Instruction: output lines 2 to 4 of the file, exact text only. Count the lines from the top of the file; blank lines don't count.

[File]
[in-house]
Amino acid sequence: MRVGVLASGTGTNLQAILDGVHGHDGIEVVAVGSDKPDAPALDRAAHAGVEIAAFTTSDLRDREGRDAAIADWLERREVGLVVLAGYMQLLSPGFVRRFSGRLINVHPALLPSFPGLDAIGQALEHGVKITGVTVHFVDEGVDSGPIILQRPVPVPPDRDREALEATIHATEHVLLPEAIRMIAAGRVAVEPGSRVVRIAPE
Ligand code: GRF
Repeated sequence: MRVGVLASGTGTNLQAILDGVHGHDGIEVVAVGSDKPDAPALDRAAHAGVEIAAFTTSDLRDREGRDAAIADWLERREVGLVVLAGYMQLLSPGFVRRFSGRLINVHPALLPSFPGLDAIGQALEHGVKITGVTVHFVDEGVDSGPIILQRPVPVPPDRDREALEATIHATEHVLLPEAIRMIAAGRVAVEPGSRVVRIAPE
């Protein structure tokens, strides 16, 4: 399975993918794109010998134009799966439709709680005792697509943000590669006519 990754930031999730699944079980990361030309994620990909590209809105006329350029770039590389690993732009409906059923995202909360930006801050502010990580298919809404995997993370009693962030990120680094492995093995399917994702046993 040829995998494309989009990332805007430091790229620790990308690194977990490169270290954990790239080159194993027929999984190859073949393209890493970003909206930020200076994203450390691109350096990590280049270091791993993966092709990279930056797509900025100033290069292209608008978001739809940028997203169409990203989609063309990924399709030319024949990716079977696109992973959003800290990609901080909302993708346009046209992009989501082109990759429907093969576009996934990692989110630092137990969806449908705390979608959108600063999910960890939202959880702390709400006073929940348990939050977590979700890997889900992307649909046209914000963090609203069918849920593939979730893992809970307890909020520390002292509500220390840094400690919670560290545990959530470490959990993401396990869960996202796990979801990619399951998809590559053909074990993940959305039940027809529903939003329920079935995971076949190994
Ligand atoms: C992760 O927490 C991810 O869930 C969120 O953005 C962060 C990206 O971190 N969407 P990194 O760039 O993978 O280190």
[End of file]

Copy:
Amino acid sequence: MRVGVLASGTGTNLQAILDGVHGHDGIEVVAVGSDKPDAPALDRAAHAGVEIAAFTTSDLRDREGRDAAIADWLERREVGLVVLAGYMQLLSPGFVRRFSGRLINVHPALLPSFPGLDAIGQALEHGVKITGVTVHFVDEGVDSGPIILQRPVPVPPDRDREALEATIHATEHVLLPEAIRMIAAGRVAVEPGSRVVRIAPE
Ligand code: GRF
Repeated sequence: MRVGVLASGTGTNLQAILDGVHGHDGIEVVAVGSDKPDAPALDRAAHAGVEIAAFTTSDLRDREGRDAAIADWLERREVGLVVLAGYMQLLSPGFVRRFSGRLINVHPALLPSFPGLDAIGQALEHGVKITGVTVHFVDEGVDSGPIILQRPVPVPPDRDREALEATIHATEHVLLPEAIRMIAAGRVAVEPGSRVVRIAPE